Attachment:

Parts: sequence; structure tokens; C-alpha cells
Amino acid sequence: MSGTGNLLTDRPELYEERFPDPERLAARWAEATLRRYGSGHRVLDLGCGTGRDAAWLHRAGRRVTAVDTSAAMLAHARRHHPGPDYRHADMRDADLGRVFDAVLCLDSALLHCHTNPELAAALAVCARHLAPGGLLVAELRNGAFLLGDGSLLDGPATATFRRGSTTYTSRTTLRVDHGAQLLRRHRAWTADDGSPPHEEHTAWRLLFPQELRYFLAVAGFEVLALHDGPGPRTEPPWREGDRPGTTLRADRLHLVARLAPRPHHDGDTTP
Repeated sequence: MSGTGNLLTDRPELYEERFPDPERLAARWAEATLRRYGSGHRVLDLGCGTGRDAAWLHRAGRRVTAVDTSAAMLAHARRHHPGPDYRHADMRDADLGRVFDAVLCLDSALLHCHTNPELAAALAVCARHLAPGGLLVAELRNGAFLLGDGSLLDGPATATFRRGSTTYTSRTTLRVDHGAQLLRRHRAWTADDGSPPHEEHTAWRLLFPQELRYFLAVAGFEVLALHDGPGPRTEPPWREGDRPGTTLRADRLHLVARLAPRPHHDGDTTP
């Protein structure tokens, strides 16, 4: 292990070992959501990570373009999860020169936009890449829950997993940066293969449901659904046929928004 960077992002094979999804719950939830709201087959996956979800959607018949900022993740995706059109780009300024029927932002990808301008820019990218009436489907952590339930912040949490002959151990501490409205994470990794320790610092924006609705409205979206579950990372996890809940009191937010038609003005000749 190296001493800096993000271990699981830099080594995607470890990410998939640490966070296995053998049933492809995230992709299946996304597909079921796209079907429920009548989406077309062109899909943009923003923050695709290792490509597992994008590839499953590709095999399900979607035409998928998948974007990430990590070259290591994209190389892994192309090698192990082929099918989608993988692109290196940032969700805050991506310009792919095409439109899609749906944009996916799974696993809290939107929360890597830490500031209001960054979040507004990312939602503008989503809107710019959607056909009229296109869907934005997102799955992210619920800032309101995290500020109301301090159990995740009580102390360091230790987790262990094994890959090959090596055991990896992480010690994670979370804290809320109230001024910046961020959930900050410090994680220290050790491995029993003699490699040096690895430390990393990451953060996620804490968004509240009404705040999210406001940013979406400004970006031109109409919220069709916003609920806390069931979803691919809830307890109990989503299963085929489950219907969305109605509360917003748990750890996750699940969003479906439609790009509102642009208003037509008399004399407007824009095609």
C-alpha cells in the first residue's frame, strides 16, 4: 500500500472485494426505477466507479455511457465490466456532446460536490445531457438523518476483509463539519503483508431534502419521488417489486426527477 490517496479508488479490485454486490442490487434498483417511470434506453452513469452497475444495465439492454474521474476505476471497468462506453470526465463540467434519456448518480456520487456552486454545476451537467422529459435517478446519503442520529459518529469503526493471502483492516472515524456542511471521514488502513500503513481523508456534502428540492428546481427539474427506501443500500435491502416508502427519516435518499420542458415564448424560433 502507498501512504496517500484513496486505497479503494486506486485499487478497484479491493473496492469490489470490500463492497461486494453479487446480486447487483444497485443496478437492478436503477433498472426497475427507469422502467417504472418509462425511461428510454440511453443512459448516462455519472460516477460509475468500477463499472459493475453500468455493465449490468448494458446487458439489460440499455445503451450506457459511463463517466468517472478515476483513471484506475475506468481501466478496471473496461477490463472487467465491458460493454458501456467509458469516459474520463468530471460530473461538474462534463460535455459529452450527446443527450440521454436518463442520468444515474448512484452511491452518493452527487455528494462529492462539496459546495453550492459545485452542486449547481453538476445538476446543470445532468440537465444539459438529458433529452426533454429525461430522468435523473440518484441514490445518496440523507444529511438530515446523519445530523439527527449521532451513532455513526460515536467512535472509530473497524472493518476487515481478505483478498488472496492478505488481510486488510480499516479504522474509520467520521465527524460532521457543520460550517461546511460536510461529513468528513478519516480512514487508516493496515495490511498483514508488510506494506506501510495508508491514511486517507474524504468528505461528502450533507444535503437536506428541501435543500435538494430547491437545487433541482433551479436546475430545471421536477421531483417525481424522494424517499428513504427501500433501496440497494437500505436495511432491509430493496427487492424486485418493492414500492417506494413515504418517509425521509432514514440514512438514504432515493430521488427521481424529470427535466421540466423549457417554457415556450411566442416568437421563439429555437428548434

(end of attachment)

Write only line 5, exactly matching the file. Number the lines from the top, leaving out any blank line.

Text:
C-alpha cells in the first residue's frame, strides 16, 4: 500500500472485494426505477466507479455511457465490466456532446460536490445531457438523518476483509463539519503483508431534502419521488417489486426527477 490517496479508488479490485454486490442490487434498483417511470434506453452513469452497475444495465439492454474521474476505476471497468462506453470526465463540467434519456448518480456520487456552486454545476451537467422529459435517478446519503442520529459518529469503526493471502483492516472515524456542511471521514488502513500503513481523508456534502428540492428546481427539474427506501443500500435491502416508502427519516435518499420542458415564448424560433 502507498501512504496517500484513496486505497479503494486506486485499487478497484479491493473496492469490489470490500463492497461486494453479487446480486447487483444497485443496478437492478436503477433498472426497475427507469422502467417504472418509462425511461428510454440511453443512459448516462455519472460516477460509475468500477463499472459493475453500468455493465449490468448494458446487458439489460440499455445503451450506457459511463463517466468517472478515476483513471484506475475506468481501466478496471473496461477490463472487467465491458460493454458501456467509458469516459474520463468530471460530473461538474462534463460535455459529452450527446443527450440521454436518463442520468444515474448512484452511491452518493452527487455528494462529492462539496459546495453550492459545485452542486449547481453538476445538476446543470445532468440537465444539459438529458433529452426533454429525461430522468435523473440518484441514490445518496440523507444529511438530515446523519445530523439527527449521532451513532455513526460515536467512535472509530473497524472493518476487515481478505483478498488472496492478505488481510486488510480499516479504522474509520467520521465527524460532521457543520460550517461546511460536510461529513468528513478519516480512514487508516493496515495490511498483514508488510506494506506501510495508508491514511486517507474524504468528505461528502450533507444535503437536506428541501435543500435538494430547491437545487433541482433551479436546475430545471421536477421531483417525481424522494424517499428513504427501500433501496440497494437500505436495511432491509430493496427487492424486485418493492414500492417506494413515504418517509425521509432514514440514512438514504432515493430521488427521481424529470427535466421540466423549457417554457415556450411566442416568437421563439429555437428548434